The geometry of subelliptic diffusions
1. Stochastic flows
Let be a vectorfield with flow . For compactly supported functions ,
Can one attach a flow to a second order operator ? E.g. to
Basic example is the Euclidean Laplacian. Answer is yes, but flow lines now depend on a random parameter , . Also, they are no more differentiable as function of . In other words, the flow becomes a stochastic process .
1.1. Formal definition
The data are a filtered probability space, i.e. a probability space equipped with an increasing -algebra . Think of as representing the events having occurred up to time .
An adapted continuous process is a family of random variables , -measurable, with a.e. continuous trajectories. It is a flow process of , (or an -diffusion) with starting point at if and, for compactly supported functions ,
is a martingale, i.e. for every , the conditional expectation
In other words, has no specific trend, it is only fluctuations. One can also say that is the best possible prediction of one can do with the knowledge one has at time .
The operator is a semi-group. Since , the flow law implies that
In particular, the governing differential operator is recovered by
Remark. The life time of the process may be finite. It is a stopping time . We assume that implies that tends to infinity. Then, for functions which need not be compactly supported, is a local martingale, i.e. it becomes a martingale when stopped at .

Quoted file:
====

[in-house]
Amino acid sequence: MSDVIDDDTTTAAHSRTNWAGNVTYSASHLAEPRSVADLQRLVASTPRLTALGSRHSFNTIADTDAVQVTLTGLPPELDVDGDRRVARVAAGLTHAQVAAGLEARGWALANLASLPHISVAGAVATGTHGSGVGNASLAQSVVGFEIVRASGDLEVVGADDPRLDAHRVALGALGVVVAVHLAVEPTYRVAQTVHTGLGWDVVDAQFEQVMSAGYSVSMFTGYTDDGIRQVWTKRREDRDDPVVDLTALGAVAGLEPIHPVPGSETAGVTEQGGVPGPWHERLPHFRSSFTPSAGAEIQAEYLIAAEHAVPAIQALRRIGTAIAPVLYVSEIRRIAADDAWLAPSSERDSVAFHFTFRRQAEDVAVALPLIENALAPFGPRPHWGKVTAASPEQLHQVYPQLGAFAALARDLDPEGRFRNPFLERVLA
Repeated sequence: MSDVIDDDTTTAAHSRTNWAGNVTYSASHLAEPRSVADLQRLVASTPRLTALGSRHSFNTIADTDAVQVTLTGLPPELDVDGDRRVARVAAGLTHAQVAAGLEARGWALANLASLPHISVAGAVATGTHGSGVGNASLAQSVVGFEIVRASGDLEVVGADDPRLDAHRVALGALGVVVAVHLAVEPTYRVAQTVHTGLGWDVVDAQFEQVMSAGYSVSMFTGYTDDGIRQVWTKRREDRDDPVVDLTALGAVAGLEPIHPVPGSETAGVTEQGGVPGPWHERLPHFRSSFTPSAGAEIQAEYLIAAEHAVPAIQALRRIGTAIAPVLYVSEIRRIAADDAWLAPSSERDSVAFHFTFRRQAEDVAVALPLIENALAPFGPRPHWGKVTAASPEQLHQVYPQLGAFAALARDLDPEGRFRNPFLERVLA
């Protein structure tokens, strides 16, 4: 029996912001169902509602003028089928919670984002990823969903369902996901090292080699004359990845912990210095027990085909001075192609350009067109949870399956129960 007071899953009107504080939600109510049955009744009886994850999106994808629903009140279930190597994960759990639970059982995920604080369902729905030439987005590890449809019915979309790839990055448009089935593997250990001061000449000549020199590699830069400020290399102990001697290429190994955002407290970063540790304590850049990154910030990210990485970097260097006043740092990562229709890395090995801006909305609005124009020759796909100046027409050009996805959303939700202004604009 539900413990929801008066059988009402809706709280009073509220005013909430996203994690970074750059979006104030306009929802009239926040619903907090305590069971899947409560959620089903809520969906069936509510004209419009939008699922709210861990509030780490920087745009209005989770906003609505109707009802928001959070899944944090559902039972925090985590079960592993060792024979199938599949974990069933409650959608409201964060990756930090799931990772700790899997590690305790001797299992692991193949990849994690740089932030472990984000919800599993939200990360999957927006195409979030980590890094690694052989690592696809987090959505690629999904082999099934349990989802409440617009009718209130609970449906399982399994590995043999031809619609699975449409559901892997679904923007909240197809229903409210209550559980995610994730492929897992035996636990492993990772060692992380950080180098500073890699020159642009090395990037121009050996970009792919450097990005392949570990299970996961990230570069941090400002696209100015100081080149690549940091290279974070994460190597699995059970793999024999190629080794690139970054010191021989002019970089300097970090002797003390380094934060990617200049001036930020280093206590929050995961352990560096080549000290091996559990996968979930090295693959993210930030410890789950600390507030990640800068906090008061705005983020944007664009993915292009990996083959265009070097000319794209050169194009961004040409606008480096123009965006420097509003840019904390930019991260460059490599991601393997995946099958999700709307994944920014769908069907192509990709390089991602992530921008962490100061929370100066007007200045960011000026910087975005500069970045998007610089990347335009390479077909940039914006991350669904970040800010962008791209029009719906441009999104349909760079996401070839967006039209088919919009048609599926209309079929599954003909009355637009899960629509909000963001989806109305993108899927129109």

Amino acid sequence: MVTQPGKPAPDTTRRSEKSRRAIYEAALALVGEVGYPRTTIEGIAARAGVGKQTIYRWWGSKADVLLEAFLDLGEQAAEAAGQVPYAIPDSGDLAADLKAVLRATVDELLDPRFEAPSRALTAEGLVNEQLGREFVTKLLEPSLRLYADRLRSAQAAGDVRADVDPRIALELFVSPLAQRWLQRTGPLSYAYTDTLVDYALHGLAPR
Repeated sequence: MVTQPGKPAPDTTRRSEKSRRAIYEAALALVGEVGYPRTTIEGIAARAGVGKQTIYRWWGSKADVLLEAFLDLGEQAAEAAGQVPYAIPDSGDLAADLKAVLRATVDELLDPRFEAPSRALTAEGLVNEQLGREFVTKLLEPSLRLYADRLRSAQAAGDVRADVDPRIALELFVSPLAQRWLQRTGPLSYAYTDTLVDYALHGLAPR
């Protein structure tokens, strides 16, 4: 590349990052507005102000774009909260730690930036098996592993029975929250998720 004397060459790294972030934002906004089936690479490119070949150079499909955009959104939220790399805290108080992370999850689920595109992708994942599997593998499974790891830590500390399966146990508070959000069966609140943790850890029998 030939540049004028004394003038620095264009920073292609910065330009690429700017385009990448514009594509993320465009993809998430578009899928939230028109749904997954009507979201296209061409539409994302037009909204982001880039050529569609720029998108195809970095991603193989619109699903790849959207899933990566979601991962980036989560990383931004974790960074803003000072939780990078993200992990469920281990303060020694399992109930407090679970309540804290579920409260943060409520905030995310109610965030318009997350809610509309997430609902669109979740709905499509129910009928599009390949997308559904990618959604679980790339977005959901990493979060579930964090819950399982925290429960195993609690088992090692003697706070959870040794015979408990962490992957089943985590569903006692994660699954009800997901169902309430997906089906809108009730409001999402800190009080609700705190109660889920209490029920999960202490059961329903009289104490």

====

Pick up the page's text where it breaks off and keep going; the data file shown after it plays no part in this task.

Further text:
1.2. Basic example
Let be half the Laplacian. The corresponding flow is the Brwnian motion . It\^o’s formula states that
The first term is a stochastic integral. It is a martingale.
What is this good for ? Here are a few applications.
1.3. The Dirichlet problem
The problem: let be an open set, a continuous function on the boundary . Find a continuous extension to which is -harmonic, i.e. .
Assume that there exists an -diffusion with a.s. finite life time. Assume is a solution to the Dirichlet problem. Exhaust with compact sets . Let be a compactly supported function that coincides with on . Let denote the exit time from . Then, for ,
and taking a limits, first to infinity, then to infinity,
since, by assumption, a.s., i.e. a.s.
In other words, we get uniqueness of the classical solution of Dirichlet’s problem under the single condition a.s. It also leads to an efficient numerical method for computing the solution, the Monte-Carlo method.
Conversely, define a function by . It is true that is and . In order to prove that extends continuously to , one needs that tends to 0 in probability as tends to a point of .
Example 1 on annulus has no uniqueness.
Indeed, any radial function vanishing on the boundary is -harmonic. In fact, is 1-dimensional Brownian motion on each circle. It never exists, so .
Example 2 on a symmetric bean shaped planar domain has no existence.
With a boundary data symmetric on the convex part, any solution takes values determined by the convex boundary. Indeed, does not tend to 0 as tends to the point where the concave boundary touches the axis.
1.4. Heat equation